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  • Writer's pictureBlake Nursery

Fruit Tree Pollination 101

Updated: Feb 1

Most people ask which fruit trees need pollinators and which don’t, as well as other questions about ensuring fruit production. There is hardly any point in planting an apple tree if it never or seldom bears fruit. Here’s a little primer to get you on the right track with a back yard orchard.

​For fruit tree production flowers must be pollinated by bees, so the closer trees are to one another the easier their job. Spacing of 25 feet between apple trees seems to be a good rule of thumb for maximum production, but greater distances are acceptable as long as those busy bees can make the journey with ease.

Many fruit trees need pollinators in order to produce fruit. For example, an apple tree must be flowering simultaneously with ANOTHER variety of apple. Except for ‘Mount Royal’, varieties of plums sold at Blake Nursery also need two different varieties flowering at the same time for pollination. Pears are also not self-pollinating and require two different varieties for pollination, such as Ure and Summercrisp.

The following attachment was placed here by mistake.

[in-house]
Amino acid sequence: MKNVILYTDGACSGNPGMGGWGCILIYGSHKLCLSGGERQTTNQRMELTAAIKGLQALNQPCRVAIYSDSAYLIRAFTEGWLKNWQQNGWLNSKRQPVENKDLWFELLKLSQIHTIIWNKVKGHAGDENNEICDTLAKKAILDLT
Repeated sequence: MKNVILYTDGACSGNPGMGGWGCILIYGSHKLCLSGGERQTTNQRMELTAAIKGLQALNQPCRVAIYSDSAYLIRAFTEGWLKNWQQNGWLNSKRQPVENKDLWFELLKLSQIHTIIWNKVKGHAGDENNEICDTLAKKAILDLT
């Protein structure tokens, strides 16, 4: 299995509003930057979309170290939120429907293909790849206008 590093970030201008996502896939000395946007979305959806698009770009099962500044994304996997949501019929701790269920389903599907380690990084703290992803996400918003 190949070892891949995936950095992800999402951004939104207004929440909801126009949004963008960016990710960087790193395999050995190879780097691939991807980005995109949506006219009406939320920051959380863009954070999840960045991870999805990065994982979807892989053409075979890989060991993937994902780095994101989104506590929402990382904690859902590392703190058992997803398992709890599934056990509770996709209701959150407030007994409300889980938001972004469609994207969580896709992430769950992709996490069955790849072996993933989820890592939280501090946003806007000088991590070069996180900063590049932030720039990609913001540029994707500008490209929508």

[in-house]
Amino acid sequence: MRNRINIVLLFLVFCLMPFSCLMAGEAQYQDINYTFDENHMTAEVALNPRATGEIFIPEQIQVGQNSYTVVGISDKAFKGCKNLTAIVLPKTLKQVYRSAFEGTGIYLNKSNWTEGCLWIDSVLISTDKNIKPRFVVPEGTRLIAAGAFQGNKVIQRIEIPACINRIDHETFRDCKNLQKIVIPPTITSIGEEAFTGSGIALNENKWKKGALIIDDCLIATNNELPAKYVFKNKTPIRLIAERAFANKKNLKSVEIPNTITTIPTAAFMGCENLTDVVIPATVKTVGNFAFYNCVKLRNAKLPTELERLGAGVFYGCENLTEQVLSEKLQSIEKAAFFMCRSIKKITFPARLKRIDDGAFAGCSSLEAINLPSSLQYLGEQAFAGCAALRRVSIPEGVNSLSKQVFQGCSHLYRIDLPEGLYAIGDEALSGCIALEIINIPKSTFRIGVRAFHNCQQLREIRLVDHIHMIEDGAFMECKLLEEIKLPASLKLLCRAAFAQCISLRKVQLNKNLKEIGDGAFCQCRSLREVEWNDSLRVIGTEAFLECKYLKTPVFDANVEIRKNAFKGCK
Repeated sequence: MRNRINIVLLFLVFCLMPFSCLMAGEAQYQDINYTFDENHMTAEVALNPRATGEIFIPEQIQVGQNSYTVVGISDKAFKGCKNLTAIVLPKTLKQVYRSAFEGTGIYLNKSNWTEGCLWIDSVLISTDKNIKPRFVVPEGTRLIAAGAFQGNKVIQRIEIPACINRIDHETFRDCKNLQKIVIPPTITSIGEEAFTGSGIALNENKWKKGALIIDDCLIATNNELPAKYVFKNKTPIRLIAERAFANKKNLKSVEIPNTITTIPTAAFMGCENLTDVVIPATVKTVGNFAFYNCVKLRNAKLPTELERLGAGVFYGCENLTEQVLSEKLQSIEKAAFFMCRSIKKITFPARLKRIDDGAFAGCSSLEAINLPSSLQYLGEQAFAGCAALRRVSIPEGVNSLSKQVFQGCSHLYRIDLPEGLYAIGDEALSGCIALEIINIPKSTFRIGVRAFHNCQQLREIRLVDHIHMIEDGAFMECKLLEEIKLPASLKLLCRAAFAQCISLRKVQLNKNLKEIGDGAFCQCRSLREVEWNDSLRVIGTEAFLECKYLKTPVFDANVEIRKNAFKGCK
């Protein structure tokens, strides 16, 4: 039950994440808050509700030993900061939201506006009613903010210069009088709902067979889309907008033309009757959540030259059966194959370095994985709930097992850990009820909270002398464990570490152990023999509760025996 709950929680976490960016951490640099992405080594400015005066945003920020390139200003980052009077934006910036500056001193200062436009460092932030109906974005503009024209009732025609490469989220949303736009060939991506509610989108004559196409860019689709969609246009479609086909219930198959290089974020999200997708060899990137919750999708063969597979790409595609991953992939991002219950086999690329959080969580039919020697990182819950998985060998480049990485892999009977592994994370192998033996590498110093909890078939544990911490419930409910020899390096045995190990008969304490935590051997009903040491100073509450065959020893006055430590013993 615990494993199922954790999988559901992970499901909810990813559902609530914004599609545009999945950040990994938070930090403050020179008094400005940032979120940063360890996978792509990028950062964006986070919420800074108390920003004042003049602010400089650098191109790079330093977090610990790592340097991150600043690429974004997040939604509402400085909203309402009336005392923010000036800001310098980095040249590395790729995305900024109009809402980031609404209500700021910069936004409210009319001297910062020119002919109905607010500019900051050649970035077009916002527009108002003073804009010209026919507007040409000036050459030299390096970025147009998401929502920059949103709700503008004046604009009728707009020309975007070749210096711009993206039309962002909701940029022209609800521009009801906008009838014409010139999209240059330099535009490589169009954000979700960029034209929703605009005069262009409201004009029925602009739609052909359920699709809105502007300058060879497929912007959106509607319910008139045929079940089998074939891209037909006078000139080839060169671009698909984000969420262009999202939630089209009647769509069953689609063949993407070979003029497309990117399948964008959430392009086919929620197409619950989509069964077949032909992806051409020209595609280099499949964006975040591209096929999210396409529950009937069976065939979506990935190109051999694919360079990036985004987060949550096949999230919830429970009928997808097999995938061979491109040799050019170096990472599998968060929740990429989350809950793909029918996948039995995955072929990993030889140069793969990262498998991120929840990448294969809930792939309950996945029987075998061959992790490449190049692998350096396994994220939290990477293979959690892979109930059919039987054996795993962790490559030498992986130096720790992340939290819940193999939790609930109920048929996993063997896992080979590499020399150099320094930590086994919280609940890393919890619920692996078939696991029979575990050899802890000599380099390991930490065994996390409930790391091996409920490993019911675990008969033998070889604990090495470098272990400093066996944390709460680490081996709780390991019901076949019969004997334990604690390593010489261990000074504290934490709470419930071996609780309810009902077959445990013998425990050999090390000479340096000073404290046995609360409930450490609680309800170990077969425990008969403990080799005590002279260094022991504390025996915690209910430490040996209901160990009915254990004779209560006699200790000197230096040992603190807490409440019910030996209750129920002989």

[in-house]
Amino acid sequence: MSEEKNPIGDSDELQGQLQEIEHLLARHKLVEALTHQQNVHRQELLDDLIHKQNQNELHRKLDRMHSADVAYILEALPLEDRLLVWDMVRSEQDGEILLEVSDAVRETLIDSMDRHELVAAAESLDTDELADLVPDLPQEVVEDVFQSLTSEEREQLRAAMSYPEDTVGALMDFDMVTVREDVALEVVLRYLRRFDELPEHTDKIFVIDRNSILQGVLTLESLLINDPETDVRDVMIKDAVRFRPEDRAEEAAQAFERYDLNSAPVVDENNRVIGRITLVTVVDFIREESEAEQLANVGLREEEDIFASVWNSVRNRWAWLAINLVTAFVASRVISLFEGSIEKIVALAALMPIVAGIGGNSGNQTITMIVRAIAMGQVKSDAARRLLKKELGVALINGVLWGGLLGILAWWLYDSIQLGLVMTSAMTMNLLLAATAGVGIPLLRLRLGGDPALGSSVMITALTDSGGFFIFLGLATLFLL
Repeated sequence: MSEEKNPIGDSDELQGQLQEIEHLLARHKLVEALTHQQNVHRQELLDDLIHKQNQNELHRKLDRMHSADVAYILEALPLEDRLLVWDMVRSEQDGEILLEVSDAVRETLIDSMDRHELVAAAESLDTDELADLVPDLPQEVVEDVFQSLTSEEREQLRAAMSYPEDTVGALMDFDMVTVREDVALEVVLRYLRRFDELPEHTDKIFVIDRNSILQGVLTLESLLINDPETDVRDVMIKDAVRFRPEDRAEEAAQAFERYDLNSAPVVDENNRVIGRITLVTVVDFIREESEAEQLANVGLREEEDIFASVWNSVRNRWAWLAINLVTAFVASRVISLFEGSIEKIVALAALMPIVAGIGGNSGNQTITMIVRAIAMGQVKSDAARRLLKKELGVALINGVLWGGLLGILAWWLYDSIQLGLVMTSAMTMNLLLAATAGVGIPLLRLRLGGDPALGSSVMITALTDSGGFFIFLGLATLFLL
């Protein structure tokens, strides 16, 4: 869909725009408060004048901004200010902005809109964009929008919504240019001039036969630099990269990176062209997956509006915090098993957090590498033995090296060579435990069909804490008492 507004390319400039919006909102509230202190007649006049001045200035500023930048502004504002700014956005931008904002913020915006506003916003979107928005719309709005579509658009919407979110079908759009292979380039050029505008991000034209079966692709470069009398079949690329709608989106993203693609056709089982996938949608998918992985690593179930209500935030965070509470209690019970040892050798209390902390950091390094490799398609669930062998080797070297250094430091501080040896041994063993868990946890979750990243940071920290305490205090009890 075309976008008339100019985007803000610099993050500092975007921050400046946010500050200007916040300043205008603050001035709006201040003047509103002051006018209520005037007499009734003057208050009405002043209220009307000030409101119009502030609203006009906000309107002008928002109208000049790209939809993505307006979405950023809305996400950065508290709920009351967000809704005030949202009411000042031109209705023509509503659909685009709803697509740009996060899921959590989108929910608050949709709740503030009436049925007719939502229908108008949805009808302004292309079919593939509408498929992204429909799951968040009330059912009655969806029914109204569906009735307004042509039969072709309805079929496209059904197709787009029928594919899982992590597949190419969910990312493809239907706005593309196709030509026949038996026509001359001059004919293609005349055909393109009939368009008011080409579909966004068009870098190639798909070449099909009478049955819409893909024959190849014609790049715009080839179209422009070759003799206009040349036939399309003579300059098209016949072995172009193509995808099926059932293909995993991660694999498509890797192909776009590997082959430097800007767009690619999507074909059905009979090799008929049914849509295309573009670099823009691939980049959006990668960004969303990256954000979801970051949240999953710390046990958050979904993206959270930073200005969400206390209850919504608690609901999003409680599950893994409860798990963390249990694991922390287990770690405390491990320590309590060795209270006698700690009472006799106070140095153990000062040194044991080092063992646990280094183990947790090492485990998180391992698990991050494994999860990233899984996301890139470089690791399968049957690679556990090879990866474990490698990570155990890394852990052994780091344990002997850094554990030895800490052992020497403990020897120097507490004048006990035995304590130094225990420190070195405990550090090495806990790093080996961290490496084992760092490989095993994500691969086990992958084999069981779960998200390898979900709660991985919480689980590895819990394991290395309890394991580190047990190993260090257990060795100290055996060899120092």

Unlike apples, pears, and plums (except for 'Mount Royal'), pie cherries such as 'Evans', 'Meteor', and 'North Star' are self fertile. In this case you only need one tree for fruit production — ideal for the smaller yard.

If all of this seems a bit overwhelming, just ask the knowledgeable staff at Blake Nursery to set the record straight. We’re happy to guide you through the pollination maze.

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